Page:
Besides her suitcase and backpack, Rebecca Friedlander ’17 had a lot of intellectual interests to unpack when she arrived at UVM as a first year student in 2013. She was curious about psychology and archaeology—her family paid regular visits to the Chicago Science Museum and she participated in digs near her native Chicago.
To fully explore her options, she enrolled in UVM’s Integrated Humanities Program, which offers a series of courses that studies topics in-depth, from several different disciplinary perspectives. Participants live and learn together. By sharing the same intellectual journey under the same roof, she developed close relationships with her peers and faculty mentors.
It was just the sort of academic experience Friendlander was looking for. She had attended Stevenson High School in North Chicago was interested in pulling up stakes and exploring a new environment. UVM popped up as an option during her college search, and a visit to campus confirmed her early impressions—a substantial research university that projected a friendly, progressive vibe. “I ended up meeting a lot of professors on Admitted Student Day,” she recalls. “They were really impressive people, but also very down to earth.”
The program exposed her to courses she otherwise might have overlooked, and she was fascinated by her class in religion. It led her to take more religion courses, and she was especially inspired by classes with professors Ilyse Morgenstein Fuerst and Vicki Brennan. “The professors in the department really helped me grow as a person,” she said. “They pushed you academically, while at the same time being very approachable.”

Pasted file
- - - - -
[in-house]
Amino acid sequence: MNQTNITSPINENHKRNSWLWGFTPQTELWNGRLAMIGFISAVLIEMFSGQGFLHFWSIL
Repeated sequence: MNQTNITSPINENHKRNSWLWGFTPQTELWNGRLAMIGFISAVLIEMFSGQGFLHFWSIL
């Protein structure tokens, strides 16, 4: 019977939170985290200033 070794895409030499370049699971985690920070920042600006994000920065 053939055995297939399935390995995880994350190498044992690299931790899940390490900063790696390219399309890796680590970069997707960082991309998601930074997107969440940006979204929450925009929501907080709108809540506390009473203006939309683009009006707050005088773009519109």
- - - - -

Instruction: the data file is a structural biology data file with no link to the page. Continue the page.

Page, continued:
Freindlander completed a double major in anthropology and religion at UVM, and after taking a year off to carefully explore her options, she enrolled in a master’s program in archaeological biology at Brandeis University. She’s interested in paleopathology (particularly osteology, the study of the structure and function of bones) in sites in mesoamerica, particularly those that were invaded by the Spanish. “I want to use the scientific aspects of archaeology to broaden our anthropological understanding of past cultures.”
Now in her first year at Brandeis, her current plan is to earn a PhD and teaching in higher education. She’s convinced that her broad liberal arts background has made her a better learner and deeper thinker.
“Both human development and religion are very closely intertwined–they inform each other,” she said. “Studying both gave me multiple areas of human understanding to draw on.”
*In this series, we have pulled text from our newly relaunched website–we want to highlight our fantastic alumni in as many venues as possible!